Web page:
photo by Nic McPhee
“Old-fashioned” can be a compliment or an insult, depending on the context.
Something old-fashioned may convey a sense of nostalgia, higher quality or simplicity. On the other hand, sometimes something old-fashioned is simply obsolete. Some music lovers still seek out and enjoy vinyl records, but nobody is pining for the return of 8-tracks.
So when it comes to shopping, is paying with cash a mark of honesty and simplicity, or is it simply an antiquated system that we are quickly outgrowing and leaving behind?
According to recent news reports, cash is making a comeback. After the recent security debacle at Target, a sizeable minority of Americans say they have made an effort to use more cash, The New York Times recently reported. Local news outlets from North Carolina to Oregon are reporting similar trends.
The news stories are largely based on polls or anecdotal accounts of consumer behavior, and the lack of hard data is because credit card companies do not want to share their numbers. Visa and MasterCard both declined to respond to the Times’ queries about recent trends in card use, while a spokeswoman from American Express said that seasonal use was in line with prior years. Nor would Target confirm whether it has seen a shift in payment type nationally after news broke about its security breach.
I am not surprised that retailers and card networks are being coy about providing statistics. To my mind, this confirms that they are seeing at least a short-term shift away from plastic, which is bad news both for card companies and for retailers. Companies do not tend to be so reticent about sharing good news.
The hesitance of consumers, especially those who have been victimized by fraudulent charges, to continue using credit and debit cards for most purchases is understandable. It may even be constructive. It just isn’t terribly logical, even from their point of view. And if it is more than a passing reaction, it is lasting bad news for retailers, card networks and the overall economy.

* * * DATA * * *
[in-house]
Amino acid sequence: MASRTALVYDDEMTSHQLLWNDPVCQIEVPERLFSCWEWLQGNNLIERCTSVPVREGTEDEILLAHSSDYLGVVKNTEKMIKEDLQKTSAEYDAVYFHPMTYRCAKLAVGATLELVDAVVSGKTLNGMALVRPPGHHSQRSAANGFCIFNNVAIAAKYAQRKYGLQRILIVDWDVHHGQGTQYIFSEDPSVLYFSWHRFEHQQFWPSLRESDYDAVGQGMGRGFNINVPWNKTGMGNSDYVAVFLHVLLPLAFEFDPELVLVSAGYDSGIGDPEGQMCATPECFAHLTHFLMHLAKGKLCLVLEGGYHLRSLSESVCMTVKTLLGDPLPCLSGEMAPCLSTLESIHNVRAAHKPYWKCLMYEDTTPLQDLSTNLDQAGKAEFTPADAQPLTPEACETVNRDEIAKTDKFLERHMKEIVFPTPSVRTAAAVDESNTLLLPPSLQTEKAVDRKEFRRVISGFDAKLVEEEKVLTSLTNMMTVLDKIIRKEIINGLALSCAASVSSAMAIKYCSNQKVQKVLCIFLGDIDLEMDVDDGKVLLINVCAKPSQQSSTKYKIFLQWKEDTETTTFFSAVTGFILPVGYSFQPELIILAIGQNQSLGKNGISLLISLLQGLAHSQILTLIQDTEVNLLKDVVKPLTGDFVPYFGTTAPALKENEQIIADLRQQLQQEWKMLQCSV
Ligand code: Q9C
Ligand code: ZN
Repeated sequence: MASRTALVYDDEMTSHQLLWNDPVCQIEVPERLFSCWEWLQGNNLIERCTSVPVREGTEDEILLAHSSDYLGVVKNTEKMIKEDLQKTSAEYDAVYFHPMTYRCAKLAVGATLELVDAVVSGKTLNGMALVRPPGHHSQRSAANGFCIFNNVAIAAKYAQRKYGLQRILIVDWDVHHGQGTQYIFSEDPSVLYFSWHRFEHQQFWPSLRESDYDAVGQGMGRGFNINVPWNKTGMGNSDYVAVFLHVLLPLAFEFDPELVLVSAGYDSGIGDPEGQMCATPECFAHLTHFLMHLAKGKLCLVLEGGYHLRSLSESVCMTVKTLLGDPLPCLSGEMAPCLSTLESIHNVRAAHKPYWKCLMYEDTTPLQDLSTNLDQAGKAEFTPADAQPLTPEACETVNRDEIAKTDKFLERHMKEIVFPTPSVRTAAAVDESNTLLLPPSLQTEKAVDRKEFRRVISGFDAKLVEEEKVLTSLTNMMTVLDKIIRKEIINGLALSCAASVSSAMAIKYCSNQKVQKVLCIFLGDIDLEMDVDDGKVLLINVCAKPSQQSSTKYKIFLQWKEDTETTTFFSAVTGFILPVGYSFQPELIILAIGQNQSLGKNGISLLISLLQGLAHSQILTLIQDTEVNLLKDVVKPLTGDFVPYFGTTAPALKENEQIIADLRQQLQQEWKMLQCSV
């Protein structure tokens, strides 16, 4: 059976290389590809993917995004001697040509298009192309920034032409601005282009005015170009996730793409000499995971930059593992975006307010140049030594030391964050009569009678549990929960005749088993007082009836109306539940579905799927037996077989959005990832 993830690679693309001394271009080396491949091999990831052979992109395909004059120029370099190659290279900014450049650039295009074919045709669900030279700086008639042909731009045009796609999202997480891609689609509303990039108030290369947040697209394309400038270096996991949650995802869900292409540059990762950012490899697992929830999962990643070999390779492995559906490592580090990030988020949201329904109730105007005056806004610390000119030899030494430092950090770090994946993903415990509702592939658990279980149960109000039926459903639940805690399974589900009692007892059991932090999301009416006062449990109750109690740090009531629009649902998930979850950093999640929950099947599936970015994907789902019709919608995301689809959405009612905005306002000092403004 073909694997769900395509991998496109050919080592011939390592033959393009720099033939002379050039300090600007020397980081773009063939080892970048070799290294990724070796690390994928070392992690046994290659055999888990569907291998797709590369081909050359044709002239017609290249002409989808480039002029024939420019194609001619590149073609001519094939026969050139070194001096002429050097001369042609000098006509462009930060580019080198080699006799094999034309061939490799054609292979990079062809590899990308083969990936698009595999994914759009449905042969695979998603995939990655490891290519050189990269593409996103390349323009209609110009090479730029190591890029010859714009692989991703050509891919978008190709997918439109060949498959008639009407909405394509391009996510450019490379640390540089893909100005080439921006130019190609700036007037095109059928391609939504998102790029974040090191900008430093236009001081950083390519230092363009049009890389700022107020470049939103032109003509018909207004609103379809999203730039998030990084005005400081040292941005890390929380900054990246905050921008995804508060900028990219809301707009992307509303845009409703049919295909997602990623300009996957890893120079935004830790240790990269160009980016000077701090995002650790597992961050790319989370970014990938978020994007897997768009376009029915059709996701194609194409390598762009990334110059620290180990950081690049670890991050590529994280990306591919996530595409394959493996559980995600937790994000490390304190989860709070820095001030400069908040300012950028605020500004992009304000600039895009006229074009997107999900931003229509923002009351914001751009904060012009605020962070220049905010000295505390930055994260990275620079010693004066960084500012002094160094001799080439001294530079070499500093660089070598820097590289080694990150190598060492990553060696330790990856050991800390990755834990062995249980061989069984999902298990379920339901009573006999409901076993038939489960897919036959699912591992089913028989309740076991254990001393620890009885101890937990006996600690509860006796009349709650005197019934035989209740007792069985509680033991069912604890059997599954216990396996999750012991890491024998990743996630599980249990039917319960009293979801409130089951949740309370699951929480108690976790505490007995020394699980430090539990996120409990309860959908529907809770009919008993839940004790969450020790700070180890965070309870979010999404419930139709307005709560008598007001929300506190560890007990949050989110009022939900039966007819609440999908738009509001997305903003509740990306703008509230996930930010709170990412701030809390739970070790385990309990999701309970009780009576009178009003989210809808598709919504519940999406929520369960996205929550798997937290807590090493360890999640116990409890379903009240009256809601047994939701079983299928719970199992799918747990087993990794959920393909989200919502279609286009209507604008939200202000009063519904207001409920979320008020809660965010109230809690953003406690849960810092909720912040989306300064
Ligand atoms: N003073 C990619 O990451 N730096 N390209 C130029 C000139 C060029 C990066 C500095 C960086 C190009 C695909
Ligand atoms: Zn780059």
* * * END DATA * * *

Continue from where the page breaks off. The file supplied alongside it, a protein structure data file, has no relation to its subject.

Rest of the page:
For most of us, cash is not cheap, not secure and not convenient. We get dinged most of the time when we go to the ATM. A $3 ATM charge (below today’s average for the charge when a customer uses a machine outside their bank’s proprietary network) is a 1 percent fee on a $300 withdrawal. It is a painful 3 percent fee on a $100 withdrawal. So either you have to take out larger sums, assuming you have the funds available, or you watch the banking system siphon off a significant share of your money every time you try to get some. Think of those ATM fees as a voluntary tax and ask yourself how much you are willing to pay.
If you do take those larger sums, you have to guard against loss, theft and simple misspending. We have a technical term for it in the financial planning field: “the evaporative effect of money.” Cash has a tendency to evaporate without a trace.
There is also the time element to consider. Tufts University conducted a study this year that found an average American spends 5.6 hours a year traveling to ATMs to withdraw cash. If you spend the time to look for a proprietary ATM to avoid charges, presumably that number will rise.
Cash also makes a target of those who carry it. Muggings, picked pockets and purse snatchings have always been with us, but there has been a general trend toward less street crime that has accompanied the reduced use of cash (though not necessarily as a result). If people start carrying more cash, those who want to relieve them of it will likely be spurred to greater efforts.